“Aunt Jemima” $3 Billion Royalties Suit Against PepsiCo, Quaker Oats Dismissed
An Illinois federal court has dismissed with prejudice a suit brought by two purported heirs of Anna Short Harrington, the woman who portrayed Aunt Jemima from 1935 to the 1950s, against PepsiCo Inc., The Quaker Oats Co., Pinnacle Foods Group, and The Hillshire Brands Co. Hunter v. PepsiCo Inc., No. 14-6011 (U.S. Dist. Ct., N.D. Ill., order entered February 18, 2015).
Harrington served as the face of the Aunt Jemima brand in commercials and public appearances for more than a decade pursuant to a contract which allegedly provided that she would receive a percentage of the proceeds and royalties for the use of her image. The plaintiffs brought 15 causes of action against the food companies, including deprivation of the right of publicity, breach of contract and violation of the International Convention on the Elimination of all Forms of Racial Discrimination.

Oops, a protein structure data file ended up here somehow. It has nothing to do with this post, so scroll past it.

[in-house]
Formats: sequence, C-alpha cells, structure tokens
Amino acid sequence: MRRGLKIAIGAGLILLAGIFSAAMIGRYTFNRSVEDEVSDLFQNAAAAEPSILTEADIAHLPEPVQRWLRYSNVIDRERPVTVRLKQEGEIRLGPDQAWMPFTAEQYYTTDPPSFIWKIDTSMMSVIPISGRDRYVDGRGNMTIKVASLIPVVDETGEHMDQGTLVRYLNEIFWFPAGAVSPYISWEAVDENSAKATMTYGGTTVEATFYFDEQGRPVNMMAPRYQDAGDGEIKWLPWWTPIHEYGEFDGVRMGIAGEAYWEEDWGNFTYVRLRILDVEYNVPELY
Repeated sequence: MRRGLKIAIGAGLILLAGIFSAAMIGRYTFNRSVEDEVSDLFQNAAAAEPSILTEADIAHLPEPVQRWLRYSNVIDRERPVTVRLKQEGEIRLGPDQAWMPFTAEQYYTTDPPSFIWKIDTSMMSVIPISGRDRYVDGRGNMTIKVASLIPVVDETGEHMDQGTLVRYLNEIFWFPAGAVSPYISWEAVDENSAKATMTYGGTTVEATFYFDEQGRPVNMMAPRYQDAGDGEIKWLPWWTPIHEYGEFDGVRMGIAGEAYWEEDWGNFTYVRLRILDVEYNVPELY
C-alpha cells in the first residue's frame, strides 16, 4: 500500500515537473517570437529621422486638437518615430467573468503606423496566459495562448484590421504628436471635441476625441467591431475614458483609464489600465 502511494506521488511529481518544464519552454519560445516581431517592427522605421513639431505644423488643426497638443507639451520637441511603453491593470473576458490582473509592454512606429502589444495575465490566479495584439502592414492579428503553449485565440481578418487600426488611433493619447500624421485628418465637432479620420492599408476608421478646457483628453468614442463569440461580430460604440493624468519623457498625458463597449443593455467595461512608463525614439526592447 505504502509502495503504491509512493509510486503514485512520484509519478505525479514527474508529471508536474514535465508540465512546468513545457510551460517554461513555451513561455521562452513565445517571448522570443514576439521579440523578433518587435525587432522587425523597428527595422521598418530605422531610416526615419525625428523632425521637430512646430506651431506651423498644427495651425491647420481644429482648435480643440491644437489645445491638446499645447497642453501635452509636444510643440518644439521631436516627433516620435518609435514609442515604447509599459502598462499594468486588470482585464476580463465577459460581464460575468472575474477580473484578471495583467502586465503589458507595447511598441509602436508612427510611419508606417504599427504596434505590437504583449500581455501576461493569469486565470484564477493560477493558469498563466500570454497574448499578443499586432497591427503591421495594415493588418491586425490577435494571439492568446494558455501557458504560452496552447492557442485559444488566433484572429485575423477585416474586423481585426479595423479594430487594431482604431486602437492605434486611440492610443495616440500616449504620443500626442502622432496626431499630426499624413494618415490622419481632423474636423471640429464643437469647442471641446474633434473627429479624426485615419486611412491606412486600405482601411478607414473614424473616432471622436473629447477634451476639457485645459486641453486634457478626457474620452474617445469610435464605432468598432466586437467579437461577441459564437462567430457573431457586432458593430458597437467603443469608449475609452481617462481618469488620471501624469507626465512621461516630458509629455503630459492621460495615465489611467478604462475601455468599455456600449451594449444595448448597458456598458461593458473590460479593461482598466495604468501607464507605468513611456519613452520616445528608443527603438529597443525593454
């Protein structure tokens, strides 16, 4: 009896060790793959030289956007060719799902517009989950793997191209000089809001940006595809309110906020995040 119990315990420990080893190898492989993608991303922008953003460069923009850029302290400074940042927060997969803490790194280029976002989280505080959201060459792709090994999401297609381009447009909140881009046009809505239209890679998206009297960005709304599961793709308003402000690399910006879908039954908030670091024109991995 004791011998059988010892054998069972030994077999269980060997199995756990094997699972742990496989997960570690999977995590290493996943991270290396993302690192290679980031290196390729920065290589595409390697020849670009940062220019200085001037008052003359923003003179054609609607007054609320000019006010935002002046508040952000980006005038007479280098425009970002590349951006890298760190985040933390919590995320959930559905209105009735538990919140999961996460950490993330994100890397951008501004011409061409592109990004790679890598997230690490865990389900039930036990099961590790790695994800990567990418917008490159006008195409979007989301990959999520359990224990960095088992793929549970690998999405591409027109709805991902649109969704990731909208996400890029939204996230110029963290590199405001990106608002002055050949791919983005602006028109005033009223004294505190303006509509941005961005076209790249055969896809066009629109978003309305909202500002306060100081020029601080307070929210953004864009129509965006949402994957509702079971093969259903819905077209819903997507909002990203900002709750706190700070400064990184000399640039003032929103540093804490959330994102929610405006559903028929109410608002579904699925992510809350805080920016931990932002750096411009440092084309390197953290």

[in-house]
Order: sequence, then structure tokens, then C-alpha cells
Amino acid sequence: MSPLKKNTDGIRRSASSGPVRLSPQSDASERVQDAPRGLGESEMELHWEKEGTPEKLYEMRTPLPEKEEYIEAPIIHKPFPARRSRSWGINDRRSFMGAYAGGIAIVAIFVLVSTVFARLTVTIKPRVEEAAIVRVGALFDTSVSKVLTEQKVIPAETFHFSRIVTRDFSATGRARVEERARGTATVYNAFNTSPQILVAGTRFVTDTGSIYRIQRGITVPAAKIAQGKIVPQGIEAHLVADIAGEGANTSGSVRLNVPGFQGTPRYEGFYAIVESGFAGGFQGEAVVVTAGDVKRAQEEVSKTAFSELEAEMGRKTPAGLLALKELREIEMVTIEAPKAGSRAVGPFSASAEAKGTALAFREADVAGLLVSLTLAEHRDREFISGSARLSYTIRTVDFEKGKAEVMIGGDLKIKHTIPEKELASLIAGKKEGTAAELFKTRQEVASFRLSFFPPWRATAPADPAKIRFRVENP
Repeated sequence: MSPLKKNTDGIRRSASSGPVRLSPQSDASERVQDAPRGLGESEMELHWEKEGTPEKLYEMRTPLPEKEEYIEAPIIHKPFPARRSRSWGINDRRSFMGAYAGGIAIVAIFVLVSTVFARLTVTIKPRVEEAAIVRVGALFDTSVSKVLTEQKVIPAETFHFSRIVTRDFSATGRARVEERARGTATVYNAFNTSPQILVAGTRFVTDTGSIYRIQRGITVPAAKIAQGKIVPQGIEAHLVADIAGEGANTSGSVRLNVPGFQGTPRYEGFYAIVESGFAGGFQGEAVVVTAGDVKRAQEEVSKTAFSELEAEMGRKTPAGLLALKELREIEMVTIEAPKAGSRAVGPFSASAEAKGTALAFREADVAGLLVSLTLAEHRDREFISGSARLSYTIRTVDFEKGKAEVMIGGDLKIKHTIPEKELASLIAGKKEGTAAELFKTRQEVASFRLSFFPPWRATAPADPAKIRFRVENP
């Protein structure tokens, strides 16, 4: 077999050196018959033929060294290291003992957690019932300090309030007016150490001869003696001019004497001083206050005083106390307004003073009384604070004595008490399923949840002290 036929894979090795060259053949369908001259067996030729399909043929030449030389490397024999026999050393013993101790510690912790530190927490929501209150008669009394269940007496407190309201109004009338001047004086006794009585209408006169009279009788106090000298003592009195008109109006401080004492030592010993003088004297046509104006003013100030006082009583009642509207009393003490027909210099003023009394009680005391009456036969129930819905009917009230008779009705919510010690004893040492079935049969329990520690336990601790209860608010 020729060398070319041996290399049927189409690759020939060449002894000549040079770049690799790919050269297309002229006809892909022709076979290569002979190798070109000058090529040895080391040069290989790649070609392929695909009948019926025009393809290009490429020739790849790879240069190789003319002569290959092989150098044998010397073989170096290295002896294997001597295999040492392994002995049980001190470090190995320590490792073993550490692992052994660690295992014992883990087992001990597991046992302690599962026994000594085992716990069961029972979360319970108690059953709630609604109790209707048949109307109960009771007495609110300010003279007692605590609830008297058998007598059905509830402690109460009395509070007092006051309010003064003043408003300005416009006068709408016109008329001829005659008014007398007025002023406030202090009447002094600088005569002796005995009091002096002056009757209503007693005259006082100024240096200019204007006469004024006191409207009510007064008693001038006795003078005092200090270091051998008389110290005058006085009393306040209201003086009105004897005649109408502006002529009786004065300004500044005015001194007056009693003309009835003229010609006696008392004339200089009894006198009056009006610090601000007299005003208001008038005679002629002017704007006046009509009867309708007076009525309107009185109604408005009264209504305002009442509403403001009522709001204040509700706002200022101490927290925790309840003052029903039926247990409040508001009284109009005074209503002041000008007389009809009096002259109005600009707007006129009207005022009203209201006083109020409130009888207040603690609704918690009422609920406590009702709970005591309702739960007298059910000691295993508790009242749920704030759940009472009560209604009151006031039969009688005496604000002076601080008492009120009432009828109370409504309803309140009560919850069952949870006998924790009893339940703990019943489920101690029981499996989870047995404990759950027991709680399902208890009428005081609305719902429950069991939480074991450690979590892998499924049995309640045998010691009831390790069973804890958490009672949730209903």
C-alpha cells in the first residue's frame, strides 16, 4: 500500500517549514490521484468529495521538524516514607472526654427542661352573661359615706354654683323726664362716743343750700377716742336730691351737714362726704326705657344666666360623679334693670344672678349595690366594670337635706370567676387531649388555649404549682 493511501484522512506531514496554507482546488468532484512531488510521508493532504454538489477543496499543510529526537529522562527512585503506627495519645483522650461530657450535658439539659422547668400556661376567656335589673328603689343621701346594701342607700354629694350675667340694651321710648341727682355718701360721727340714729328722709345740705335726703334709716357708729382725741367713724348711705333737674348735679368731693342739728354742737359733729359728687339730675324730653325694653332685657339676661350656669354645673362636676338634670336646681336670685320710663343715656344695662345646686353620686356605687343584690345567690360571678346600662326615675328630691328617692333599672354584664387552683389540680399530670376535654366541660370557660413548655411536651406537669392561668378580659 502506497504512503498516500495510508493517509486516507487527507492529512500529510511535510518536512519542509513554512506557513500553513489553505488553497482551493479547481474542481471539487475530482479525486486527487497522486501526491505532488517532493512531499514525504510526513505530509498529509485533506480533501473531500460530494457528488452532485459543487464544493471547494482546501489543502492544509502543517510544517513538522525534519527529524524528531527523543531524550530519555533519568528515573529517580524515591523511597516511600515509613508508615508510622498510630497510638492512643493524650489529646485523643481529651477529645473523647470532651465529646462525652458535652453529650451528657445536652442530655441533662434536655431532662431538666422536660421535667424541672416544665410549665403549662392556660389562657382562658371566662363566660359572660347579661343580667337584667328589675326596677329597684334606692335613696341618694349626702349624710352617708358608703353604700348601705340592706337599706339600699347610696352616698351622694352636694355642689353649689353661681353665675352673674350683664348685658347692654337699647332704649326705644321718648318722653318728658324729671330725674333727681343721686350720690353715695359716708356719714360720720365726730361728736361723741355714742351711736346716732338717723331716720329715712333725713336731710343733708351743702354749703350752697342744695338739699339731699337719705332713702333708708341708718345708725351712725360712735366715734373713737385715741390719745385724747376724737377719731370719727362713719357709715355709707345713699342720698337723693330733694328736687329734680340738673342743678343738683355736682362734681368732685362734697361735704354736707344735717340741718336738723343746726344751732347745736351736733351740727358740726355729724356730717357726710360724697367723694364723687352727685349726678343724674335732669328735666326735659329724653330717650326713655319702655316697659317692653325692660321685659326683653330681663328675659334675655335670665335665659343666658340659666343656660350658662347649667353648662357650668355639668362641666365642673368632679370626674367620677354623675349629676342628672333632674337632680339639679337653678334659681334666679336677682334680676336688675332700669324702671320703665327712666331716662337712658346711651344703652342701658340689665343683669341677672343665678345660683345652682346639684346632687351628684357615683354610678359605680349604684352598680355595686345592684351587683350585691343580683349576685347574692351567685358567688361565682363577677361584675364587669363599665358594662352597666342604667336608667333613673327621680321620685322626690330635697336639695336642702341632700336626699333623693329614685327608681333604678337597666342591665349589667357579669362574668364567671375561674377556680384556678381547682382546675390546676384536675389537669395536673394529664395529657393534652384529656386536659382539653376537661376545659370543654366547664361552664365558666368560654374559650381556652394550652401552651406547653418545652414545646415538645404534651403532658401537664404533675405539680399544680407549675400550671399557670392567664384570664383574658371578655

In the complaint, the plaintiffs asserted that they were Harrington’s great-grandsons, but “[t]he only information about Plaintiffs’ connection to Harrington provided by the amended complaint is an account of how Hunter received a photograph (now lost) of Harrington from his grandmother and of Plaintiffs’ attempt to locate Harrington’s grave in Syracuse, New York.” The court found that the plaintiffs could not prove that they were authorized to act as executors of Harrington’s estate, a conclusion supported by their motion for leave to obtain those rights. The court also accepted the defendants’ arguments that (i) the statutes of limitations had run on many of the claims; (ii) some of the claimed causes of action, such as the alleged violation of the International Convention on the Elimination of all Forms of Racial Discrimination, were not actionable; (iii) the complaint lacked necessary elements for several claims, including the alleged trademark violations; and (iv) none of the facts in the complaint supported the argument that some of the defendants were at all liable for the causes of action. But because the plaintiffs had no standing to bring the claims, the court noted, detailed analysis of each cause of action was unnecessary. The court also found a motion for a time extension “to enter Surrogate’s Court of Onondaga” to be “unintelligible,” and dismissed the plaintiffs’ request that the judge disqualify himself as unsupported.